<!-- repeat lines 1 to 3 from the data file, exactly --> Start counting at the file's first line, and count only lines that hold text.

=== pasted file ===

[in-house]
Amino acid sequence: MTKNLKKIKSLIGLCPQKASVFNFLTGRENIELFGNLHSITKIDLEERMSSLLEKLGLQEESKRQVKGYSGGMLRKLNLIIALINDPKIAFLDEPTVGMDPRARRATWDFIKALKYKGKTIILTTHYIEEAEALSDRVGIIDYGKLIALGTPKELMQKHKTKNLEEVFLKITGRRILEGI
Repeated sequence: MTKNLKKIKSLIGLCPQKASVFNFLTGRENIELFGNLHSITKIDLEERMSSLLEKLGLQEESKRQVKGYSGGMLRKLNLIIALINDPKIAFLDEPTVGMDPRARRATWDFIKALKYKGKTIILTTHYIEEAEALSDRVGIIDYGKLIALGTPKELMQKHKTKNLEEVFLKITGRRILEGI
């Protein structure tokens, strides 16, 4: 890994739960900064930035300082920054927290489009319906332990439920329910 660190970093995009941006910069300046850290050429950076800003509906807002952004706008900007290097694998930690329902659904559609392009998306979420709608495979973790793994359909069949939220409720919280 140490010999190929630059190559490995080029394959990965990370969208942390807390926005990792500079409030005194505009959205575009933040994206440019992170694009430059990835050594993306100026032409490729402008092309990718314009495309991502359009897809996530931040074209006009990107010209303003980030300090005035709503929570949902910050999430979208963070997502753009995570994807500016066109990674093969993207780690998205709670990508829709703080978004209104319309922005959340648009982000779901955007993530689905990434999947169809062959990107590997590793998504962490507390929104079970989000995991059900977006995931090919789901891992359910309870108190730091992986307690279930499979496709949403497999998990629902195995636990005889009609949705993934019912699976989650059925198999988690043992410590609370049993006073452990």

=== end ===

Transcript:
[in-house]
Amino acid sequence: MTKNLKKIKSLIGLCPQKASVFNFLTGRENIELFGNLHSITKIDLEERMSSLLEKLGLQEESKRQVKGYSGGMLRKLNLIIALINDPKIAFLDEPTVGMDPRARRATWDFIKALKYKGKTIILTTHYIEEAEALSDRVGIIDYGKLIALGTPKELMQKHKTKNLEEVFLKITGRRILEGI
Repeated sequence: MTKNLKKIKSLIGLCPQKASVFNFLTGRENIELFGNLHSITKIDLEERMSSLLEKLGLQEESKRQVKGYSGGMLRKLNLIIALINDPKIAFLDEPTVGMDPRARRATWDFIKALKYKGKTIILTTHYIEEAEALSDRVGIIDYGKLIALGTPKELMQKHKTKNLEEVFLKITGRRILEGI